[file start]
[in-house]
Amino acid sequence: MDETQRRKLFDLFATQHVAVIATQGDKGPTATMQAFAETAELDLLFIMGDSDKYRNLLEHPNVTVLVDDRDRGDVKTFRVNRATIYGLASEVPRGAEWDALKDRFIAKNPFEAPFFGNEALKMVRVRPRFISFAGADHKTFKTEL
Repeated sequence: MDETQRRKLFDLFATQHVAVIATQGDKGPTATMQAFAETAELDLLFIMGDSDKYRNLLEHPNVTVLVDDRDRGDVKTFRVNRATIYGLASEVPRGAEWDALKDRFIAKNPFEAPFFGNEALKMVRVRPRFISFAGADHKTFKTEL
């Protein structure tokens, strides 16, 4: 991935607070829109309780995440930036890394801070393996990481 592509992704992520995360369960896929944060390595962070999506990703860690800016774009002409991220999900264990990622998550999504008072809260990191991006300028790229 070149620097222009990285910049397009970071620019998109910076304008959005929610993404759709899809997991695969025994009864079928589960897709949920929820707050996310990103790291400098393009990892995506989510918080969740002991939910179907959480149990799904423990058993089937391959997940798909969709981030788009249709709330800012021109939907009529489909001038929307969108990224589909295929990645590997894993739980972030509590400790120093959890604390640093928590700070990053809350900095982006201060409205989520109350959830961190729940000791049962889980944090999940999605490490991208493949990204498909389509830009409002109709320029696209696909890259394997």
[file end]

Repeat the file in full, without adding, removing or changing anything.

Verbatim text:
[in-house]
Amino acid sequence: MDETQRRKLFDLFATQHVAVIATQGDKGPTATMQAFAETAELDLLFIMGDSDKYRNLLEHPNVTVLVDDRDRGDVKTFRVNRATIYGLASEVPRGAEWDALKDRFIAKNPFEAPFFGNEALKMVRVRPRFISFAGADHKTFKTEL
Repeated sequence: MDETQRRKLFDLFATQHVAVIATQGDKGPTATMQAFAETAELDLLFIMGDSDKYRNLLEHPNVTVLVDDRDRGDVKTFRVNRATIYGLASEVPRGAEWDALKDRFIAKNPFEAPFFGNEALKMVRVRPRFISFAGADHKTFKTEL
């Protein structure tokens, strides 16, 4: 991935607070829109309780995440930036890394801070393996990481 592509992704992520995360369960896929944060390595962070999506990703860690800016774009002409991220999900264990990622998550999504008072809260990191991006300028790229 070149620097222009990285910049397009970071620019998109910076304008959005929610993404759709899809997991695969025994009864079928589960897709949920929820707050996310990103790291400098393009990892995506989510918080969740002991939910179907959480149990799904423990058993089937391959997940798909969709981030788009249709709330800012021109939907009529489909001038929307969108990224589909295929990645590997894993739980972030509590400790120093959890604390640093928590700070990053809350900095982006201060409205989520109350959830961190729940000791049962889980944090999940999605490490991208493949990204498909389509830009409002109709320029696209696909890259394997």